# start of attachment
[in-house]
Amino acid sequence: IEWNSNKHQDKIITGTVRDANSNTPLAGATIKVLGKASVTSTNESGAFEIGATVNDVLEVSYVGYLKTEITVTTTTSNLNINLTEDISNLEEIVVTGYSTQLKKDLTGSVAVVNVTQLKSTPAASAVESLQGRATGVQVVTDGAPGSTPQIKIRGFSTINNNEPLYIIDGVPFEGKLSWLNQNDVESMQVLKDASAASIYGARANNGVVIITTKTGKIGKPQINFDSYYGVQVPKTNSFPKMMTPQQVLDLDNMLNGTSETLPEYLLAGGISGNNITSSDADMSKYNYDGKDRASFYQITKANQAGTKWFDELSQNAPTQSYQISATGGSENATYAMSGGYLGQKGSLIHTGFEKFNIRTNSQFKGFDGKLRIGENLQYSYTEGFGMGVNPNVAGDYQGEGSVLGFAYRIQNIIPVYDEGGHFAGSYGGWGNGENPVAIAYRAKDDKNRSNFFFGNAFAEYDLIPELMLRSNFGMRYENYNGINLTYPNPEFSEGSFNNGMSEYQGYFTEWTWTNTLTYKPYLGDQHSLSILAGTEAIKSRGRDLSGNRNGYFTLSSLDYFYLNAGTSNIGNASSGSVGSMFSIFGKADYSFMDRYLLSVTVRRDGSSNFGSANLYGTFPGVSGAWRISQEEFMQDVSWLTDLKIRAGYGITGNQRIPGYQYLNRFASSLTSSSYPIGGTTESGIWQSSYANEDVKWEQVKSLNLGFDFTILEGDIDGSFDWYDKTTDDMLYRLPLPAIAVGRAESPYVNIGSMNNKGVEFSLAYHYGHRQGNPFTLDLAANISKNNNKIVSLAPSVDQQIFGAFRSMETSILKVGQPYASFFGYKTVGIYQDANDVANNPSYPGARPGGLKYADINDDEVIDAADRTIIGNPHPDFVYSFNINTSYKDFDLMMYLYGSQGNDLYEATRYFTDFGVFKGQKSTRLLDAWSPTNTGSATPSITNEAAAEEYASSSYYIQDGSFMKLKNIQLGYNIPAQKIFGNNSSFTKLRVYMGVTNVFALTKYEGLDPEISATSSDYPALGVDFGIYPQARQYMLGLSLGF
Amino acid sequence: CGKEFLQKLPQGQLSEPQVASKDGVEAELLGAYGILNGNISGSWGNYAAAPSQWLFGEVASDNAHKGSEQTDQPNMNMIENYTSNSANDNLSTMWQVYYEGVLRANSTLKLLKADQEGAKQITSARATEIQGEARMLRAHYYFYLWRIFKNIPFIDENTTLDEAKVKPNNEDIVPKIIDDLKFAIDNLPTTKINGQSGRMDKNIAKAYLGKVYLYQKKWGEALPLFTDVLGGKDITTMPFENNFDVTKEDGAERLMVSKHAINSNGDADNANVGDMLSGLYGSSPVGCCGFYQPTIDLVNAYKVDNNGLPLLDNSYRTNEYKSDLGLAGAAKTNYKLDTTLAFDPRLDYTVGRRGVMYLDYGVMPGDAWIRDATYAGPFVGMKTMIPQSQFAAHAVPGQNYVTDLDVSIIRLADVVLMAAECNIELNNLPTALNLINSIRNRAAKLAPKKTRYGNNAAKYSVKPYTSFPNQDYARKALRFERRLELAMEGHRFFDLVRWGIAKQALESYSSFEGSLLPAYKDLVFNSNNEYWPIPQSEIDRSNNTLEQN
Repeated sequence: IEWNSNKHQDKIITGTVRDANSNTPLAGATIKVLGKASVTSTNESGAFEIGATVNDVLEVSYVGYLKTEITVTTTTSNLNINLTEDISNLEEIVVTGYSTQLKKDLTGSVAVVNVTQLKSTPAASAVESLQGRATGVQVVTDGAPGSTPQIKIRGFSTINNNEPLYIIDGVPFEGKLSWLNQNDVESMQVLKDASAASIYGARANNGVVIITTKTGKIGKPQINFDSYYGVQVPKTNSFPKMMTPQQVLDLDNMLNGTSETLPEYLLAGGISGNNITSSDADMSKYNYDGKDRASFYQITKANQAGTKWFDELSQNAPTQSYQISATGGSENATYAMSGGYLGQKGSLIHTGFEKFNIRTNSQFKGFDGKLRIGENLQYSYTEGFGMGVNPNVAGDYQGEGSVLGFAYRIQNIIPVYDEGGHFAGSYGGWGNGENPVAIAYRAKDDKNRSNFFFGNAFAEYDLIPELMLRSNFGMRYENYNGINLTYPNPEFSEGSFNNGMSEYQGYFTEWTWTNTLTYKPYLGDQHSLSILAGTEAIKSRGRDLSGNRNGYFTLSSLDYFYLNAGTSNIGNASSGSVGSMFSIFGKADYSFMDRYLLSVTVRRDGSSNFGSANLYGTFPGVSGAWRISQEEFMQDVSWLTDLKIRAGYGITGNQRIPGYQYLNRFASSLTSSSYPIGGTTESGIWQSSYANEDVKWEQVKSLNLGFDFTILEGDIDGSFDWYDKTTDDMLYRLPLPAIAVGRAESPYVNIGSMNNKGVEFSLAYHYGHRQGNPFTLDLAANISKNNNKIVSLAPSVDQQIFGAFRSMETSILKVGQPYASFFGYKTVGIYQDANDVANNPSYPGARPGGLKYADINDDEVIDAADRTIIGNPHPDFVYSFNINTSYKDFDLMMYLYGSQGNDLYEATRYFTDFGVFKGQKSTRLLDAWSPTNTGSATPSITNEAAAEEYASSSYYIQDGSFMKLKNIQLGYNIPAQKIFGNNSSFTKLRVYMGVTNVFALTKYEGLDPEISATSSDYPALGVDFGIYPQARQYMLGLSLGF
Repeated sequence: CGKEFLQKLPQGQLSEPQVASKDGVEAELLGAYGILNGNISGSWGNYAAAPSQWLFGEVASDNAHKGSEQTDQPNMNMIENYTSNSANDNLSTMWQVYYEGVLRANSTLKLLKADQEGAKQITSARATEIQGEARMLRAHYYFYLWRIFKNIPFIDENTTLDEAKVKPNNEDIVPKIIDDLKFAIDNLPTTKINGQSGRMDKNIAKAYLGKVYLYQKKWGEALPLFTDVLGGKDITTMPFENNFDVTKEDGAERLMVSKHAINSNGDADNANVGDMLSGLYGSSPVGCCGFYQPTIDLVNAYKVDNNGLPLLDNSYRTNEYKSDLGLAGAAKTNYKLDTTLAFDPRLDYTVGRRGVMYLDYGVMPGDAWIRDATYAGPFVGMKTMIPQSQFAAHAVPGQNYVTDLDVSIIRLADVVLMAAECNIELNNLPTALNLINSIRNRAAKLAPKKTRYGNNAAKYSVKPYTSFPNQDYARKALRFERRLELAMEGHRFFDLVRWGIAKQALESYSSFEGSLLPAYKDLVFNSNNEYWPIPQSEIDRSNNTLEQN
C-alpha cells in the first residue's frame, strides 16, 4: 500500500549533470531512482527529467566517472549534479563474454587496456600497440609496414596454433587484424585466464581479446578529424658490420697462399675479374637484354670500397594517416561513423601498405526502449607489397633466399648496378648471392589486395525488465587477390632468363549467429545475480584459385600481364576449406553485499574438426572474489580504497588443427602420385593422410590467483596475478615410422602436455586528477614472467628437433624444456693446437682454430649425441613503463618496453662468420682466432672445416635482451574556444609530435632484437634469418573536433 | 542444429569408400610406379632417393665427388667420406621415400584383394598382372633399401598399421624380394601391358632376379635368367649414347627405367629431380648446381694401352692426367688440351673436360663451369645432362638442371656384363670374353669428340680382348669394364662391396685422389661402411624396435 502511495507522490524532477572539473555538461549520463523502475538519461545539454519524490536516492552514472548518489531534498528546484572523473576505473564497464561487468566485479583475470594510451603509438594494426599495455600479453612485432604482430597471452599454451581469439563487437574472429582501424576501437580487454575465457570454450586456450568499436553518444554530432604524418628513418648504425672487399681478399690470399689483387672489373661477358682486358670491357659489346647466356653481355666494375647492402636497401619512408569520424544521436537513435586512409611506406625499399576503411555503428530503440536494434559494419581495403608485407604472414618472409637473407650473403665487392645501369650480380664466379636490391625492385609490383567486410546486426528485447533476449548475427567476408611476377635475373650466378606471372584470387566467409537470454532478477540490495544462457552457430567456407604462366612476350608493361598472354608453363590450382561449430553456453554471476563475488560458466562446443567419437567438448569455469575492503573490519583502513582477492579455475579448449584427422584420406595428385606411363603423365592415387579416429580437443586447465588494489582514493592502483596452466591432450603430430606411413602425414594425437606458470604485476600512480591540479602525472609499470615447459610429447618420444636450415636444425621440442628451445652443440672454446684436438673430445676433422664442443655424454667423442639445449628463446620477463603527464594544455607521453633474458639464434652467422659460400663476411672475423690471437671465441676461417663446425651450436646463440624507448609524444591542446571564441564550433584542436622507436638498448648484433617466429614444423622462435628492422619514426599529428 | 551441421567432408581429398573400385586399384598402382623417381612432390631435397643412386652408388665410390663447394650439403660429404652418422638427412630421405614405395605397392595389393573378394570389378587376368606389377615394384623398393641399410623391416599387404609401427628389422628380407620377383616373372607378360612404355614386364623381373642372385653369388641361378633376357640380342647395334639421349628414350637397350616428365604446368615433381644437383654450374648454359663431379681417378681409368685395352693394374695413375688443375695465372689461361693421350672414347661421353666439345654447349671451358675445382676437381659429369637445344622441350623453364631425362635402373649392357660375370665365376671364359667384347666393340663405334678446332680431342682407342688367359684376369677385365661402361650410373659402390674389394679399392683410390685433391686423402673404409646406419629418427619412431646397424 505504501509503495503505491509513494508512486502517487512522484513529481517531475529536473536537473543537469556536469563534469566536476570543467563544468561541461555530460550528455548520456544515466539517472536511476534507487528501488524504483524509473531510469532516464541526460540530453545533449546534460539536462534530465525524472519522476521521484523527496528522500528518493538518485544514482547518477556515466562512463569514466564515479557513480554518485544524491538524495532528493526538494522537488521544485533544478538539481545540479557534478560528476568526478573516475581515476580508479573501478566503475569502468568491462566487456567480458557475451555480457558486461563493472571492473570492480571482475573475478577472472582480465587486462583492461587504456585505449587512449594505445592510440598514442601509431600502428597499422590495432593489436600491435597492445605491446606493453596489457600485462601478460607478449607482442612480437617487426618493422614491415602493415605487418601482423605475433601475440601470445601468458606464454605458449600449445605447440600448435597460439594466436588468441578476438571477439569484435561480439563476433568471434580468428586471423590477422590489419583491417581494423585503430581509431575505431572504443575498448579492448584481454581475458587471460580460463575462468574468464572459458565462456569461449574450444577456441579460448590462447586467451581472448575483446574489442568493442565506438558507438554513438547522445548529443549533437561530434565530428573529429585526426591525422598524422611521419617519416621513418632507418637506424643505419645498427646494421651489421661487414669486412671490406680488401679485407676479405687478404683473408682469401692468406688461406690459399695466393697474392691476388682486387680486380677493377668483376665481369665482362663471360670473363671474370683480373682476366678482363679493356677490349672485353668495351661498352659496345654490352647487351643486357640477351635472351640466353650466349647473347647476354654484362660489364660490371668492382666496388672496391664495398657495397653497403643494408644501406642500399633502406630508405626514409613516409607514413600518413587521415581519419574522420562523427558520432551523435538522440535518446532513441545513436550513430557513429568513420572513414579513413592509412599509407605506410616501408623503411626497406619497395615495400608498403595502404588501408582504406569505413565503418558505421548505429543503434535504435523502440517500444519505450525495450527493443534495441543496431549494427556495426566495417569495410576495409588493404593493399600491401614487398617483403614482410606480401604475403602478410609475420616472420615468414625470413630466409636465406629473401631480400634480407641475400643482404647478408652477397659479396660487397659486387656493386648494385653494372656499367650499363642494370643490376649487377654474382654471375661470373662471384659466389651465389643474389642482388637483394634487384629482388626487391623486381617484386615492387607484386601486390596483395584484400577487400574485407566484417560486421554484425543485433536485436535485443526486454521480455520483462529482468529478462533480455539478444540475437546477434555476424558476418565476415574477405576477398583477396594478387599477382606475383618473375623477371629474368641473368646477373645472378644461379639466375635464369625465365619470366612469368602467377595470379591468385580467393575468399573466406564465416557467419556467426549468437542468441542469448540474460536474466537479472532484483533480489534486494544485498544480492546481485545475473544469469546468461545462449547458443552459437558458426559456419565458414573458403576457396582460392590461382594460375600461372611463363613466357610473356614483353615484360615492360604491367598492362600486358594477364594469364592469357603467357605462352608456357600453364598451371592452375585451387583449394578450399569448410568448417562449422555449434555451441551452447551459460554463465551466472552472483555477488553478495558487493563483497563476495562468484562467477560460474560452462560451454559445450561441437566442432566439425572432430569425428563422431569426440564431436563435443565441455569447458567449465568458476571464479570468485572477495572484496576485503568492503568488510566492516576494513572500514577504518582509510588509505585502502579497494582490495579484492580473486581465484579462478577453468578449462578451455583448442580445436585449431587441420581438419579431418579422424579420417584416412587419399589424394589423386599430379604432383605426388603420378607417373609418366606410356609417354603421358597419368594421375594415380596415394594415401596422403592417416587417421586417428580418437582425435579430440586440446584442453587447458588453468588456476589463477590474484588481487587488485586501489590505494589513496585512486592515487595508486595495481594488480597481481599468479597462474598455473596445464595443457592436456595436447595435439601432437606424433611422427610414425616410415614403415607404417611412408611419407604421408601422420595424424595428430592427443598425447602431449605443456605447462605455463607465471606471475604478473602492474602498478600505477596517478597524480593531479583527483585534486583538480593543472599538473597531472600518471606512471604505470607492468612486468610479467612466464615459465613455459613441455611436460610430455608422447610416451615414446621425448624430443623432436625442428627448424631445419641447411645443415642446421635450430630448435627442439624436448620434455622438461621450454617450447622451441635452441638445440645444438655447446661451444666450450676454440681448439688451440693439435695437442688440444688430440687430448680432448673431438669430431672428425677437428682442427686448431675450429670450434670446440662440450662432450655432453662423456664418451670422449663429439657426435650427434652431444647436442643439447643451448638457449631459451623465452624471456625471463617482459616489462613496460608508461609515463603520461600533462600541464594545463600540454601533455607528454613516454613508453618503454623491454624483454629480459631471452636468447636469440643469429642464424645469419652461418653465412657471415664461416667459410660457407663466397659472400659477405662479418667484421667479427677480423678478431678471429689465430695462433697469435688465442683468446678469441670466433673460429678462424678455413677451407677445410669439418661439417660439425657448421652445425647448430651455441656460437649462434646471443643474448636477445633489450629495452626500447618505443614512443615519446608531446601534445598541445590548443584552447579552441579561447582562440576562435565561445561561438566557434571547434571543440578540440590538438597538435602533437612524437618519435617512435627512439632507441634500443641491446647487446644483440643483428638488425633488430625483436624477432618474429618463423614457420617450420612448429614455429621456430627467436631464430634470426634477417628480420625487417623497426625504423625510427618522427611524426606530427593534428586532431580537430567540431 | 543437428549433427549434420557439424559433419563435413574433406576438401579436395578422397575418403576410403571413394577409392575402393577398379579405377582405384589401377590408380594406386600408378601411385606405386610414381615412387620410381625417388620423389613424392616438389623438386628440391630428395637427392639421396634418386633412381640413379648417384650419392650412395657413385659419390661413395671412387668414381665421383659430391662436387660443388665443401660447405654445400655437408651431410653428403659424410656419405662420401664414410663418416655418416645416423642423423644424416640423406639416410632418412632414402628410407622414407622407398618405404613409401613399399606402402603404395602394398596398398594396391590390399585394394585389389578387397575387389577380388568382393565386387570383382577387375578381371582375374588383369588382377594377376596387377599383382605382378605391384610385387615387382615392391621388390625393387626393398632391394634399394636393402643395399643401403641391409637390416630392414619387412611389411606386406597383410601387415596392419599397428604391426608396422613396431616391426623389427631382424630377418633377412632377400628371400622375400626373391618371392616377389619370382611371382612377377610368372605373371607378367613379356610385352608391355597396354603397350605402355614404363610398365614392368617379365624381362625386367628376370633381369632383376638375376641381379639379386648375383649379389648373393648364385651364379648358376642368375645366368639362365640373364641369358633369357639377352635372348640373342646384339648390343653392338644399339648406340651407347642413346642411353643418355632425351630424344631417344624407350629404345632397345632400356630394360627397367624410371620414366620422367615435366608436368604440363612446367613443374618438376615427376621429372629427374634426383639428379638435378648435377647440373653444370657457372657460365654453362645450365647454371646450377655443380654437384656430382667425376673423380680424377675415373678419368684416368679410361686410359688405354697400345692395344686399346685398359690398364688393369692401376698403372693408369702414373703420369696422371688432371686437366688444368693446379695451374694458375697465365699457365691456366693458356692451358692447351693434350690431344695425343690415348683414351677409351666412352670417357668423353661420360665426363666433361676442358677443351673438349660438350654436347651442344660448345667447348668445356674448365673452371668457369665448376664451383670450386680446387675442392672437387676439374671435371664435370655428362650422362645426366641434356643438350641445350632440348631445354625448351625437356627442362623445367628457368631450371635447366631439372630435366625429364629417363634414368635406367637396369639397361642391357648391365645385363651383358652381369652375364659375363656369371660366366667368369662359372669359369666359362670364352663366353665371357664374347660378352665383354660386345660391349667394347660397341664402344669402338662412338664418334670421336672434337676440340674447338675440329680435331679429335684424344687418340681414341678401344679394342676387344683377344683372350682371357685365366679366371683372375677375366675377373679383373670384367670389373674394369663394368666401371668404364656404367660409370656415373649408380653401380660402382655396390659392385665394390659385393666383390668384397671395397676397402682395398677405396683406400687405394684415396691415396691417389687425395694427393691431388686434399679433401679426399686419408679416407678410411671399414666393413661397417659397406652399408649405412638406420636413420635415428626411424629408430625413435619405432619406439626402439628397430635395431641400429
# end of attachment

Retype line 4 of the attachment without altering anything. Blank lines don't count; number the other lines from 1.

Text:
Repeated sequence: IEWNSNKHQDKIITGTVRDANSNTPLAGATIKVLGKASVTSTNESGAFEIGATVNDVLEVSYVGYLKTEITVTTTTSNLNINLTEDISNLEEIVVTGYSTQLKKDLTGSVAVVNVTQLKSTPAASAVESLQGRATGVQVVTDGAPGSTPQIKIRGFSTINNNEPLYIIDGVPFEGKLSWLNQNDVESMQVLKDASAASIYGARANNGVVIITTKTGKIGKPQINFDSYYGVQVPKTNSFPKMMTPQQVLDLDNMLNGTSETLPEYLLAGGISGNNITSSDADMSKYNYDGKDRASFYQITKANQAGTKWFDELSQNAPTQSYQISATGGSENATYAMSGGYLGQKGSLIHTGFEKFNIRTNSQFKGFDGKLRIGENLQYSYTEGFGMGVNPNVAGDYQGEGSVLGFAYRIQNIIPVYDEGGHFAGSYGGWGNGENPVAIAYRAKDDKNRSNFFFGNAFAEYDLIPELMLRSNFGMRYENYNGINLTYPNPEFSEGSFNNGMSEYQGYFTEWTWTNTLTYKPYLGDQHSLSILAGTEAIKSRGRDLSGNRNGYFTLSSLDYFYLNAGTSNIGNASSGSVGSMFSIFGKADYSFMDRYLLSVTVRRDGSSNFGSANLYGTFPGVSGAWRISQEEFMQDVSWLTDLKIRAGYGITGNQRIPGYQYLNRFASSLTSSSYPIGGTTESGIWQSSYANEDVKWEQVKSLNLGFDFTILEGDIDGSFDWYDKTTDDMLYRLPLPAIAVGRAESPYVNIGSMNNKGVEFSLAYHYGHRQGNPFTLDLAANISKNNNKIVSLAPSVDQQIFGAFRSMETSILKVGQPYASFFGYKTVGIYQDANDVANNPSYPGARPGGLKYADINDDEVIDAADRTIIGNPHPDFVYSFNINTSYKDFDLMMYLYGSQGNDLYEATRYFTDFGVFKGQKSTRLLDAWSPTNTGSATPSITNEAAAEEYASSSYYIQDGSFMKLKNIQLGYNIPAQKIFGNNSSFTKLRVYMGVTNVFALTKYEGLDPEISATSSDYPALGVDFGIYPQARQYMLGLSLGF